On Caracas streets, fear and eerie quiet as Venezuela mourns
CARACAS, Venezuela (JTA)—Students at the Ma’or HaTorah yeshiva in Caracas knew something was afoot Tuesday [March 5] afternoon when bodyguards driving bullet-proof vehicles started showing up unexpectedly at the gate, whisking teenagers from wealthy families to the safety of their homes.
“After the second and third came, we realized this was serious,” Aron Misadon, a 16-year-old student at the school, told JTA on March 6. “At that point they closed the school and we all ran home.”
That something was the death of Venezuelan President Hugo Chavez, who had been gravely ill for months and had recently returned from months-long treatment in Cuba. The announcement sent many in Caracas into panic mode, fearing that the death of this larger-than-life figure—alternately loved or reviled by millions in his country—might lead to chaos in the streets.
Stores were shuttered, meetings were canceled and Venezuelans braced themselves. As the government announced a seven-day national mourning period, Jewish schools and the Jewish community center in Caracas all closed. The only activity in town seemed to be at the military academy, where Chavez’s coffin lay in state. He was to be buried last Friday.
The scheduled opening Sunday of a new Sephardic synagogue was likely to be postponed. The new shul, a multimillion dollar edifice, had been built to replace an older one in a part of town that had become unsafe. Under Chavez’s rule, Caracas has acquired one of the world’s highest murder rates, and violent crime is an omnipresent threat.
In the early hours after Chavez’s death, the fear was of the unknown. Venezuelan Vice President Nicolas Maduro’s accusation that Venezuela’s enemies had “inculcated” Chavez with his cancer, as unnamed foes had done to the late Palestinian leader Yasser Arafat, sent shivers down the spines of many Venezuelan Jews.
“We are very worried that his followers might decide to ‘avenge’ his death,” said Sammy Eppel, a local journalist who is Jewish.
But two days after his death, an eerie calm had taken hold. Driving down the four-lane highway connecting Simon Bolivar International Airport with downtown Caracas, David Bittan noted how quiet things were.
“So far, nothing has happened,” said Bittan, the Jewish owner of a car service company whose cousin, also named David Bittan, is the head of CAIV, Venezuela’s Jewish umbrella group. “I don’t think there’s any reason to worry right now. I think they are focusing on his funeral on Friday.”
At one point during the drive, Bittan noted a group of Chavista motorcyclists wearing red shirts and flying Venezuelan flags driving besides his SUV in a long line.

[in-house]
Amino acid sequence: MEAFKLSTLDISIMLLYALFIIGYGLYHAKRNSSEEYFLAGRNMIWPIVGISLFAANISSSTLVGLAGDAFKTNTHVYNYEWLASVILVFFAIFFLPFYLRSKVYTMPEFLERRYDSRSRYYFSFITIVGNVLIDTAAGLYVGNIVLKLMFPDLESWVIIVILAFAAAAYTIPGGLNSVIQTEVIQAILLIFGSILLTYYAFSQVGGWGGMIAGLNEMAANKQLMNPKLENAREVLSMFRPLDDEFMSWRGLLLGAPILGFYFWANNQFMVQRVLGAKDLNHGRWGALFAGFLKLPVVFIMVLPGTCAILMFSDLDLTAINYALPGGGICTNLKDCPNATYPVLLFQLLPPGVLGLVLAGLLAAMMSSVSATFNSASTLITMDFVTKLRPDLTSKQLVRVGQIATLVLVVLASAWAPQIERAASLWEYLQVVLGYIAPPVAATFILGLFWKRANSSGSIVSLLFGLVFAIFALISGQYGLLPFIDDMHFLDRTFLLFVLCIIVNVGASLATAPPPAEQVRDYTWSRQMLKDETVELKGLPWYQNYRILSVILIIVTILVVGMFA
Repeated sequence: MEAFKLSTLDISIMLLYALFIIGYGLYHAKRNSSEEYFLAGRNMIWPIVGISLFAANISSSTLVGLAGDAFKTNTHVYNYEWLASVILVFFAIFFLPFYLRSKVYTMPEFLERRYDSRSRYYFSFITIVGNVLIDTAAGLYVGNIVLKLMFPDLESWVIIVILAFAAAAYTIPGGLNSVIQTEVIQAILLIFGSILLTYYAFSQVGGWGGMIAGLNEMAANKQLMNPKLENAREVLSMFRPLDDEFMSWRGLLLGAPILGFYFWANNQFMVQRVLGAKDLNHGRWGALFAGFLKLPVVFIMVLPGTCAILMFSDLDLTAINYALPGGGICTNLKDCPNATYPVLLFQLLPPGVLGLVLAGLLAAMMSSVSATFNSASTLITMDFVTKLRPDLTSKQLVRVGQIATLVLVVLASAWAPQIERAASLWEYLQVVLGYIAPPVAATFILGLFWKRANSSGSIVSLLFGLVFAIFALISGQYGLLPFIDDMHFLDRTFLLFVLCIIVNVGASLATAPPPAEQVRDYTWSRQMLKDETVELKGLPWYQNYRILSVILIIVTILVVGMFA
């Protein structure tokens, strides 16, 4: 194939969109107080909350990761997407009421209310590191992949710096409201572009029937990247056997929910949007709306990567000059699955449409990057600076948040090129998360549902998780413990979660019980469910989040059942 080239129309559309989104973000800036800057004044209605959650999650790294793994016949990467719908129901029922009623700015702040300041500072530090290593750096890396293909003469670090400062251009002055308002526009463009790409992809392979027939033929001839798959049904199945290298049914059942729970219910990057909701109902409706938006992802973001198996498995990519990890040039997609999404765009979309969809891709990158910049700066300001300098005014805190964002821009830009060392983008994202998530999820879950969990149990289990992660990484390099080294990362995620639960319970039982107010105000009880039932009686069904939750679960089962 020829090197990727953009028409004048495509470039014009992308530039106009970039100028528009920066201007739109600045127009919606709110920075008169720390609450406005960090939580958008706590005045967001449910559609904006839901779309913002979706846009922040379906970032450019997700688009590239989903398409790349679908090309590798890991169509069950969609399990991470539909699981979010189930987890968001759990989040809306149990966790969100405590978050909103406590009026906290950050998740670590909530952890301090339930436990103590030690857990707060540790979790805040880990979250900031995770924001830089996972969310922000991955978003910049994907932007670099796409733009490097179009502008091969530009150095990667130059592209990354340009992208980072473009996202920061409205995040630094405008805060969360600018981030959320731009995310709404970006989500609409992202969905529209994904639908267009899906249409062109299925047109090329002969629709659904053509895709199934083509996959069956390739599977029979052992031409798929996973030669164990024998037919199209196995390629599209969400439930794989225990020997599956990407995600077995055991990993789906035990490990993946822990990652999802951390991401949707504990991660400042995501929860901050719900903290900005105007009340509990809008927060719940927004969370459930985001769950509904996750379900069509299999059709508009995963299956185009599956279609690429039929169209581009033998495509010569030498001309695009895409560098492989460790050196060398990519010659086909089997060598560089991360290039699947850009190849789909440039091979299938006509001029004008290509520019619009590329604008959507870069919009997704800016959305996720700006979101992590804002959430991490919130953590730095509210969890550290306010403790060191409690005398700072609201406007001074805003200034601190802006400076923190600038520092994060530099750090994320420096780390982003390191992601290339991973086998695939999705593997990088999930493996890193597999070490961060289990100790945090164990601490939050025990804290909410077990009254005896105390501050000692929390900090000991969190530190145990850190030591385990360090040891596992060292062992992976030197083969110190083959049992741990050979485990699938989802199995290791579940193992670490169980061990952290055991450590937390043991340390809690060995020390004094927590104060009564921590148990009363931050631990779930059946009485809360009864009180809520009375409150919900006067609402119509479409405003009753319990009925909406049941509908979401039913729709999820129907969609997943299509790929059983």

“They’re on their way to attend the procession of Chavez’s coffin,” he said.
That massive procession on March 6, which culminated in a huge rally at the military academy, was attended by Maduro and Bolivian President Evo Morales and was broadcast live on all five state-owned TV stations. Venezuelans of all stripes, both supporters and opponents of the late president, gathered around TV screens at gas stations, restaurants and bars to watch the proceedings.
“Our son, brother, teacher, revolutionary,” gushed a TV anchor, eulogizing Chavez. “His light will shine on.”
One woman interviewed during the broadcast said she would be forever grateful to Chavez for implementing a program that gave her a house for free.
“He was better than all of us,” she said. “This should not have happened. I will always have him in my heart.”
At a downtown hotel catering to businessmen located a few metro stops away from the military academy, the spectacle was received very differently.
“All the supporters are government employees,” said one woman dismissively. “They are not forced to go, but they feel under pressure to show up. They might lose their job if they don’t.”
By nightfall on March 6, the streets of Caracas had emptied out—even more so than usual.
“I don’t like being out on a night like this,” Bittan said uneasily.
Vendors at a supermarket in the Altamira neighborhood said they ran out of water bottles as locals rushed to stock up on basic foodstuffs.
Nearby, a large poster of Chavez, one of many around town showing the leader known as El Comandante in various outfits and poses, depicted a youthful Chavez in a red beret and olive-green military uniform, raising his right fist aloft.
The sign read: “Complete the mission.”